Book Review: Battle for Bed-Stuy: The Long War on Poverty in New York City by Michael Woodsworth

In recent years Brooklyn has become trendy. Young professionals have rushed to buy homes in neighbourhoods like Park Slope and Red Hook, while budding artists, writers, and musicians have flocked to Williamsburg and Green Point. Even those not looking to live in Brooklyn have been drawn to the hip new bars, restaurants, and shops that populate the borough’s newly fashionable neighbourhoods. While the intertwined forces of displacement and gentrification have reshaped only select areas of Brooklyn, there can be no question that the national and international reputation of New York City’s most populous borough has been thoroughly transformed. Continue reading

Book Review: Invisible Nation: Homeless Families in America by Richard Schweid

‘Fifty years ago’, Schweid points out, ‘the word “homeless” signified dysfunctional individuals – mostly men – who drank heavily and slept rough. Now it is more likely to mean a young single mother with small children and a minimum-wage job. In 1980 families with children made up only 1 percent of the nation’s homeless; by 2014 that number was 37 percent of the total.’ Continue reading

‘Homo Abominum Americana’: The cultural tradition of the vampire in Snyder and Albuquerque’s American Vampire (2010).

‘Beyond the Graphic’ – Considering Violence, Sexuality and Obscenity in Comics

ne of the most popular cultural figures to be adapted within the comic book format is that of the vampire, a creature whose murky cultural origins have been prone to evolution throughout its long and varied history. A staple of both European and American Gothic traditions as well as the American horror comics of the 1950s, vampire literature has long been associated with the lower end of the established critical canon, particularly due to its sometimes violent and sexually explicit content within the ‘low’ form of the comic. Yet, such an elitist view is to ignore some of the interesting insights and cultural evolutions that can be uncovered within the portrayal of the comic book vampire. Continue reading

Review: Labor: Studies in Working-Class History of the Americas: “Food and Work in the Americas” edited by Susan Levine and Steve Striffler

The essays in Labor seek to provide its readers with sustainable analysis of the unbreakable linkage of food and labor in different periods and locations of the Americas, thus successfully unveiling food as the crucial but often hidden aspect of production work. Continue reading

Idealist or not? Hamlet 2.0: New Hampshire election results

The Primaries in New Hampshire ended with victories for Bernie Sanders and Donald Trump. The former closed with a clear lead of 22 points over Hillary Clinton, while Trump left behind the uncertain John Kasich, with a 20% advantage. U.S. Studies Online and the Italian Association for North American Studies postgraduate group (www.ceraunavoltalamerica.it) present a summary of key developments and reflections following the latest events in the race to the White House. Continue reading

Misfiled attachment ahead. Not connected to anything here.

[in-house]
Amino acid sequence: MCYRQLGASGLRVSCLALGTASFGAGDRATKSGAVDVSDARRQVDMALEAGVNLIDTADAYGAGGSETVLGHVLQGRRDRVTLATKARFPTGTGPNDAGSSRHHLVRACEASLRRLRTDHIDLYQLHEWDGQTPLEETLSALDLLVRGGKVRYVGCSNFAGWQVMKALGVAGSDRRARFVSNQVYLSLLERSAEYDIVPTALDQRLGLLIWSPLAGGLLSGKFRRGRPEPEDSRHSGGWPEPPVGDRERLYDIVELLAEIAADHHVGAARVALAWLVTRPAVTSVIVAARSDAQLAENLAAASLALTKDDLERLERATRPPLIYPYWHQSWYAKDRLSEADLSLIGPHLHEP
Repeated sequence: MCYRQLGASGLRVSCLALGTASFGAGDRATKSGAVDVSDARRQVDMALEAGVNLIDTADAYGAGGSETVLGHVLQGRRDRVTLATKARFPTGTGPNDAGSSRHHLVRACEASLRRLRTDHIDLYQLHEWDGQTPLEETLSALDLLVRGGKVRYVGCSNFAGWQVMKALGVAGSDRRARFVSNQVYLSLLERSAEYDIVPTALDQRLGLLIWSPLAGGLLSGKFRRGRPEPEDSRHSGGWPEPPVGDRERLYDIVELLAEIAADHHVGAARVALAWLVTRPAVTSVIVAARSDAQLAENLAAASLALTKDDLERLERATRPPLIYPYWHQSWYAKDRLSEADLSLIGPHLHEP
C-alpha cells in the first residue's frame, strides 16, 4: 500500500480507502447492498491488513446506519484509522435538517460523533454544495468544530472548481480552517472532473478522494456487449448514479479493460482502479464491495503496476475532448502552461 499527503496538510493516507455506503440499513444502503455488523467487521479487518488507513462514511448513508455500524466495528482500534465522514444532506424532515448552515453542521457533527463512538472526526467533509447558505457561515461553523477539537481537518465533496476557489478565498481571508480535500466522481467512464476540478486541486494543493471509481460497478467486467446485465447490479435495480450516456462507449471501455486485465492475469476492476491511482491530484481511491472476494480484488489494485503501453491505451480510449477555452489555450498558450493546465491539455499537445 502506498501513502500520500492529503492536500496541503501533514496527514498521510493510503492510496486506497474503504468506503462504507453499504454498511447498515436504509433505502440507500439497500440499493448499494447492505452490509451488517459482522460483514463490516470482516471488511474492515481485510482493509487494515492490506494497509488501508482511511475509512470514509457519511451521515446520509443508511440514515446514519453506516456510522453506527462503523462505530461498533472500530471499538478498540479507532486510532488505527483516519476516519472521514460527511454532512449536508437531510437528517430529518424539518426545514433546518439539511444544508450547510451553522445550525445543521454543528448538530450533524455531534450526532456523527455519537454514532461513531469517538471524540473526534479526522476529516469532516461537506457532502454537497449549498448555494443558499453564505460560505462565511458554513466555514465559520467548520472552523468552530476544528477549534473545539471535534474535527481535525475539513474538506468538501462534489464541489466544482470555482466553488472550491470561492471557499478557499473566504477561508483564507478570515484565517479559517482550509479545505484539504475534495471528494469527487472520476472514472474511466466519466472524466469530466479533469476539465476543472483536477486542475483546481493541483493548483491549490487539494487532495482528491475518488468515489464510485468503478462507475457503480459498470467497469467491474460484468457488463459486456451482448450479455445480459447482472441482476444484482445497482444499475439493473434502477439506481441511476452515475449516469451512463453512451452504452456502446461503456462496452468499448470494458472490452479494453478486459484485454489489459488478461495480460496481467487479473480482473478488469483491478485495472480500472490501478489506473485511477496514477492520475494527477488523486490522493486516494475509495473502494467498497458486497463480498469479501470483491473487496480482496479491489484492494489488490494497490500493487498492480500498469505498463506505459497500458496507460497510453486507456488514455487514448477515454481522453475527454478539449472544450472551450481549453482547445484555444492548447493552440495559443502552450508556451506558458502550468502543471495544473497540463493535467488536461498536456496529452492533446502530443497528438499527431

Feel the Bern, find the Cruz: Iowa election results

On the 1st of February, the American electoral machine was officially set in motion with caucuses in Iowa.

Both the Cruz victory and the Sanders’s arguable success are indicators of a polarization inside the American electorate, characterized by anti-politics and anti-establishment trends. Continue reading

The Indentured Atlantic: Bound Servitude and the Literature of American Colonization (Part Three)

The tricky challenge that the Indentured Atlantic presents to scholars is to recover, as far as is possible, the reality of bound servitude while navigating and comprehending the multiple ways in which this reality was articulated, ignored, appropriated, and imagined as part of a diverse range of social, political, economic and racial agendas. The eight dialectical categories and concepts I have broadly sketched out in these posts – singing, ventriloquizing, captivities, slaveries, falling, rising, life-writing, and forgetting – offer one chart for my ongoing research, and perhaps for that of others. But they can surely be joined by others. The Indentured Atlantic, hopefully, will flow on. Continue reading

The Indentured Atlantic: Bound Servitude and the Literature of American Colonization (Part Two)

In concluding the first post in this three-part series I asked how scholars can begin to address the challenge of recovering the transient and elusive oral culture of colonial-era indentured servants. One answer, perhaps, lies in dedicating greater attention to the conceptual rubric of singing, as a mode of communal vocalization that can be connected to the distinctively cohesive and mobile culture of circum-Atlantic performance delineated by theatre scholars such as Joseph Roach, Peter Reed and Elizabeth Maddock Dillon. Continue reading

The Indentured Atlantic: Bound Servitude and the Literature of American Colonization (Part One)

“There was some sleeping, some spewing, some pishing [sic], some shitting, some farting, … some darning, some Blasting their legs and thighs, some their Liver, lungs, lights and eyes. And for to make the shene [sic] the odder, some curs’d Father Mother, Sister, and Brother.”1 As accounts of transatlantic shipboard crossings during the eighteenth century go, this one stands out for its vivid corporeality. But what is truly unusual about it is that it was written by an indentured servant. Continue reading

Review: ‘Money Talks: Inequality and North American Identity’ Conference, 19th June 2015

Amy Bride reviews ‘Money Talks: Inequality and North American Identity’, a conference held at Nottingham University on the 19th June 2015, a collaboration between the 49th Parallel, the University of Nottingham, and the University of Birmingham. Continue reading